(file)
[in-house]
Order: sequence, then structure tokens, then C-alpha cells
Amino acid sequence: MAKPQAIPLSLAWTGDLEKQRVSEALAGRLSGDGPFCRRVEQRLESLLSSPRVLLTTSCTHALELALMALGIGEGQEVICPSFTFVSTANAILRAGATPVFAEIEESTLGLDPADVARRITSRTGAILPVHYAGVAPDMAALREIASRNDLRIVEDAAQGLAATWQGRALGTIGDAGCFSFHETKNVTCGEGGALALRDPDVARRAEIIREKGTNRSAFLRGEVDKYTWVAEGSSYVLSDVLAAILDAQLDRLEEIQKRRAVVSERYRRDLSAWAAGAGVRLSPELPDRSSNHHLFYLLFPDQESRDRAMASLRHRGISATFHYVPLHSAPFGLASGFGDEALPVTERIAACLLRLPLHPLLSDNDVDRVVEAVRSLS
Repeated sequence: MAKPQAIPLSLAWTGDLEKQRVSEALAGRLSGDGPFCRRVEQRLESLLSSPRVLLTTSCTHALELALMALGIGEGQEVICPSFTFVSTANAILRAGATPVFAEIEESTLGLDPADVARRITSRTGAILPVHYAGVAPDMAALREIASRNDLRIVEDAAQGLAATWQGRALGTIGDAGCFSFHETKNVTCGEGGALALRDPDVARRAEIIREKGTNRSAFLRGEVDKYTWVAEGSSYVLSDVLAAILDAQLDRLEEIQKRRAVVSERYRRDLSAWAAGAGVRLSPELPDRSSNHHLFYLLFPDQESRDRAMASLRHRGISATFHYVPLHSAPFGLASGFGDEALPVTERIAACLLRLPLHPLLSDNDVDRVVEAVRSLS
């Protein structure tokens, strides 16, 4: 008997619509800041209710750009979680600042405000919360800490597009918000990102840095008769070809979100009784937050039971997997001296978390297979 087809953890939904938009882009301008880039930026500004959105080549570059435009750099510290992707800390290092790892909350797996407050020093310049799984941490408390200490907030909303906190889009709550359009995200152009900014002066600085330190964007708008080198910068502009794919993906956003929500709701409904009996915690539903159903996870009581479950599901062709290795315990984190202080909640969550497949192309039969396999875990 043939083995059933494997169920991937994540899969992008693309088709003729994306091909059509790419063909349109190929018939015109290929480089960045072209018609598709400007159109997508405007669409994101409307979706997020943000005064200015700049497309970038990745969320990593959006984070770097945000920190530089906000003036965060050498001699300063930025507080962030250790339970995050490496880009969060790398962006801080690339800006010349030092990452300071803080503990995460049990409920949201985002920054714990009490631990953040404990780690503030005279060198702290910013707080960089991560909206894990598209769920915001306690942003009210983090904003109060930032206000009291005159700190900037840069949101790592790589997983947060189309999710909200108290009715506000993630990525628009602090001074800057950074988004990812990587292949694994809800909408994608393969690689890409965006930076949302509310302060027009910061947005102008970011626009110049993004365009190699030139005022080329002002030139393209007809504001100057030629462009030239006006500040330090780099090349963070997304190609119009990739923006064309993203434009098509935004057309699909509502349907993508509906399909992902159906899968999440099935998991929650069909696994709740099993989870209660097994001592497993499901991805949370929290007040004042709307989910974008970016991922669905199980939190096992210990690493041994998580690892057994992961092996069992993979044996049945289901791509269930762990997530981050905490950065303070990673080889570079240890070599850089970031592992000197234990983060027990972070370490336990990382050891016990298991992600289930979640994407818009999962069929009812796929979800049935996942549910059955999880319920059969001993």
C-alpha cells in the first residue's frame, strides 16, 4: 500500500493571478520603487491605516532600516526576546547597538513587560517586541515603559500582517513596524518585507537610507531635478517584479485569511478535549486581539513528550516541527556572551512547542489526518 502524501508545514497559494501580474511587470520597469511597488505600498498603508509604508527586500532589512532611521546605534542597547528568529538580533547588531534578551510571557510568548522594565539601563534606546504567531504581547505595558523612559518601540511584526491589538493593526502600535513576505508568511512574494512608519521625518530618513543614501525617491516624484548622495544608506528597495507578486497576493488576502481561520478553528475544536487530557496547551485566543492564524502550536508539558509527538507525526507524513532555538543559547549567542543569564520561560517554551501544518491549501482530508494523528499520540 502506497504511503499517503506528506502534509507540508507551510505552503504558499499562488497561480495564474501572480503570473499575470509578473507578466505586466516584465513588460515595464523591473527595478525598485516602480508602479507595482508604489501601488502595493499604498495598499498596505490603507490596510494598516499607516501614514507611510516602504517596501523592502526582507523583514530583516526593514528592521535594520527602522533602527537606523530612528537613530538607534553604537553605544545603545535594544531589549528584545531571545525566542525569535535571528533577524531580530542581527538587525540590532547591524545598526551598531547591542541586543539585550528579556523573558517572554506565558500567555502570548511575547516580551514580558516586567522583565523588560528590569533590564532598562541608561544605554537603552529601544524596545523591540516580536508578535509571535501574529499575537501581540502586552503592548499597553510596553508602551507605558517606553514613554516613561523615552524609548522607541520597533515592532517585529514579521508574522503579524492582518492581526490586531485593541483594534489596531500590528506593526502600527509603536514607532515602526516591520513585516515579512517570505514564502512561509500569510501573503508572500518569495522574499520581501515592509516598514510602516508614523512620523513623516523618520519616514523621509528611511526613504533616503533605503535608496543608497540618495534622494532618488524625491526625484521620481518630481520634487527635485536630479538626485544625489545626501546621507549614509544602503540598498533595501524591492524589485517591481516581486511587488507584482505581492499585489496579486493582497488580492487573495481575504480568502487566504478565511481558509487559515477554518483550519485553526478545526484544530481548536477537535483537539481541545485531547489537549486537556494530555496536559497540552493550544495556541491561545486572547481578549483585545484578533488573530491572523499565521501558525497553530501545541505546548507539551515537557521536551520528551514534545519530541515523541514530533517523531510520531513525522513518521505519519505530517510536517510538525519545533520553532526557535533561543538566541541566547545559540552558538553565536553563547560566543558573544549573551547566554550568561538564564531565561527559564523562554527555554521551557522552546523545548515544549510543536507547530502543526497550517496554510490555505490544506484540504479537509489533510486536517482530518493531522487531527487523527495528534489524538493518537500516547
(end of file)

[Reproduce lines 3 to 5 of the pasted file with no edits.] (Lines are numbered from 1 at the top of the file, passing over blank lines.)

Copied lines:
Amino acid sequence: MAKPQAIPLSLAWTGDLEKQRVSEALAGRLSGDGPFCRRVEQRLESLLSSPRVLLTTSCTHALELALMALGIGEGQEVICPSFTFVSTANAILRAGATPVFAEIEESTLGLDPADVARRITSRTGAILPVHYAGVAPDMAALREIASRNDLRIVEDAAQGLAATWQGRALGTIGDAGCFSFHETKNVTCGEGGALALRDPDVARRAEIIREKGTNRSAFLRGEVDKYTWVAEGSSYVLSDVLAAILDAQLDRLEEIQKRRAVVSERYRRDLSAWAAGAGVRLSPELPDRSSNHHLFYLLFPDQESRDRAMASLRHRGISATFHYVPLHSAPFGLASGFGDEALPVTERIAACLLRLPLHPLLSDNDVDRVVEAVRSLS
Repeated sequence: MAKPQAIPLSLAWTGDLEKQRVSEALAGRLSGDGPFCRRVEQRLESLLSSPRVLLTTSCTHALELALMALGIGEGQEVICPSFTFVSTANAILRAGATPVFAEIEESTLGLDPADVARRITSRTGAILPVHYAGVAPDMAALREIASRNDLRIVEDAAQGLAATWQGRALGTIGDAGCFSFHETKNVTCGEGGALALRDPDVARRAEIIREKGTNRSAFLRGEVDKYTWVAEGSSYVLSDVLAAILDAQLDRLEEIQKRRAVVSERYRRDLSAWAAGAGVRLSPELPDRSSNHHLFYLLFPDQESRDRAMASLRHRGISATFHYVPLHSAPFGLASGFGDEALPVTERIAACLLRLPLHPLLSDNDVDRVVEAVRSLS
């Protein structure tokens, strides 16, 4: 008997619509800041209710750009979680600042405000919360800490597009918000990102840095008769070809979100009784937050039971997997001296978390297979 087809953890939904938009882009301008880039930026500004959105080549570059435009750099510290992707800390290092790892909350797996407050020093310049799984941490408390200490907030909303906190889009709550359009995200152009900014002066600085330190964007708008080198910068502009794919993906956003929500709701409904009996915690539903159903996870009581479950599901062709290795315990984190202080909640969550497949192309039969396999875990 043939083995059933494997169920991937994540899969992008693309088709003729994306091909059509790419063909349109190929018939015109290929480089960045072209018609598709400007159109997508405007669409994101409307979706997020943000005064200015700049497309970038990745969320990593959006984070770097945000920190530089906000003036965060050498001699300063930025507080962030250790339970995050490496880009969060790398962006801080690339800006010349030092990452300071803080503990995460049990409920949201985002920054714990009490631990953040404990780690503030005279060198702290910013707080960089991560909206894990598209769920915001306690942003009210983090904003109060930032206000009291005159700190900037840069949101790592790589997983947060189309999710909200108290009715506000993630990525628009602090001074800057950074988004990812990587292949694994809800909408994608393969690689890409965006930076949302509310302060027009910061947005102008970011626009110049993004365009190699030139005022080329002002030139393209007809504001100057030629462009030239006006500040330090780099090349963070997304190609119009990739923006064309993203434009098509935004057309699909509502349907993508509906399909992902159906899968999440099935998991929650069909696994709740099993989870209660097994001592497993499901991805949370929290007040004042709307989910974008970016991922669905199980939190096992210990690493041994998580690892057994992961092996069992993979044996049945289901791509269930762990997530981050905490950065303070990673080889570079240890070599850089970031592992000197234990983060027990972070370490336990990382050891016990298991992600289930979640994407818009999962069929009812796929979800049935996942549910059955999880319920059969001993």